We used these standardized datasets as inputs to predict the distributions of deep corals, reef fish, dolphins, whales, and seabirds around the MHI. For deep corals, we found that seafloor depth, seafloor slope, and distance to shore were consistently the most important datasets in the modeling process. Similarly, we found that reef fish predictions were mainly driven by wave power, seafloor depth, seafloor slope, and distance to shore.
Depth, slope, surface current direction and the strength of temperature and chlorophyll-a fronts were found to be important for all dolphin and whale predictions.
Lastly, we found that seabird predictions were mainly influenced by seafloor depth, sea surface height, distance to shore, and distance to the nearest terrestrial seabird colony. These results suggest that the above remotely sensed variables and datasets may provide useful starting points for future studies aimed at ecological inference for select marine animals.
Remotely sensed datasets were crucial for characterizing the marine biogeography around the MHI. These datasets allowed us to better understand how atmospheric and oceanographic conditions change and how they shape the marine biogeography of the MHI. They also enabled us to better understand how marine animals respond to these changing conditions, often in different ways around the islands.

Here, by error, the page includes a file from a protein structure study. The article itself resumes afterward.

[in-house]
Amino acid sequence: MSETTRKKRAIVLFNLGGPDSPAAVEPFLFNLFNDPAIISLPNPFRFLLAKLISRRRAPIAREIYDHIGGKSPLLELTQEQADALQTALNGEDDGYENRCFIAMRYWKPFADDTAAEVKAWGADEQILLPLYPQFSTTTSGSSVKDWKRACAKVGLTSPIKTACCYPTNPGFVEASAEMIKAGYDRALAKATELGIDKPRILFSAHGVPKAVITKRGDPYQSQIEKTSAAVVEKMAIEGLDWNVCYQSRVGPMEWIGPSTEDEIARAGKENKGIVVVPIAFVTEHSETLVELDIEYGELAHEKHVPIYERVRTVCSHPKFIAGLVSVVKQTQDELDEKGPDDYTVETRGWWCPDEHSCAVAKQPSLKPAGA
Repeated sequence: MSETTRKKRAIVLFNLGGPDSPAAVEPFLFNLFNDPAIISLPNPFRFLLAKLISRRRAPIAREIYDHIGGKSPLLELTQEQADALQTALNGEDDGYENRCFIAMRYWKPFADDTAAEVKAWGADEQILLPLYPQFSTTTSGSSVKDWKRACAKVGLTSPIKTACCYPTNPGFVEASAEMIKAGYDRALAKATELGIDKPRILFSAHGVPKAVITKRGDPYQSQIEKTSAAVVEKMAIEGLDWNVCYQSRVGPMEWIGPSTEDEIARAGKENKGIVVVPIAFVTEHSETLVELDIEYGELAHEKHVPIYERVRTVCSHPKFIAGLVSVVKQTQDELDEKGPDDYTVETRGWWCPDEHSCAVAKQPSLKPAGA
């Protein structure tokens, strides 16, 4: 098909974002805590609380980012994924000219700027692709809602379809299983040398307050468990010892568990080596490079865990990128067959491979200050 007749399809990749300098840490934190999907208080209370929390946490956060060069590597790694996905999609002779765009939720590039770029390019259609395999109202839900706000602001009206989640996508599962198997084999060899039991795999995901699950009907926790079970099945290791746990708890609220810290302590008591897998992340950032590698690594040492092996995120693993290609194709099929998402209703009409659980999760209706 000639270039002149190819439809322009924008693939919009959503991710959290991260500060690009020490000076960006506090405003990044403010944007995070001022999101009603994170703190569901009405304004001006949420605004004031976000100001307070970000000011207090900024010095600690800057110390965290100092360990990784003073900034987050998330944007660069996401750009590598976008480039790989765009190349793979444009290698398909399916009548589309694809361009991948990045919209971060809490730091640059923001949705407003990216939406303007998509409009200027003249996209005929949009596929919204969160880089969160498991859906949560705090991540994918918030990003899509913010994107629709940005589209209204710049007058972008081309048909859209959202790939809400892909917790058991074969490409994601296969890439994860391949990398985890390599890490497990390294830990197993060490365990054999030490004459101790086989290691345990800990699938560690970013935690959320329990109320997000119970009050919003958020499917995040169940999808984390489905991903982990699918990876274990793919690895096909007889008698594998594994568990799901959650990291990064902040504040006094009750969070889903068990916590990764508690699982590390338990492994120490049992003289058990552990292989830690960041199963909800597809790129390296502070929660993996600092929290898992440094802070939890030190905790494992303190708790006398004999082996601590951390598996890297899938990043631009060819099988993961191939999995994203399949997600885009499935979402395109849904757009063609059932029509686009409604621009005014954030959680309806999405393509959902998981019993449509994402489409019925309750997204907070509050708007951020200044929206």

For example, some taxonomic groups and species use the same locations year round (e.g., on Penguin Bank south of O’ahu or offshore of the Kona Coast, Hawai’i), while most taxa utilize different geographic areas at different times of the year. For some taxa, this project marks the first time that their space-use patterns were mapped or modeled in the MHI and the associated data compilation made available online.
This data compilation will help inform BOEM’s process to identify and fill critical data gaps and to assess the potential direct and indirect impacts of renewable energy development on marine ecosystems. It also establishes a guide for monitoring change, a roadmap for prioritizing how to fill data gaps, and a framework for integrating ocean research and management efforts moving forward.
The technical report (Figure 4), geospatial datasets, online map portal, and web-mapping services are publicly available at coastalscience.noaa.gov. These maps, databases, and analyses are one component of the larger BOEM and Hawai’i process to evaluate offshore renewable energy proposals around the MHI.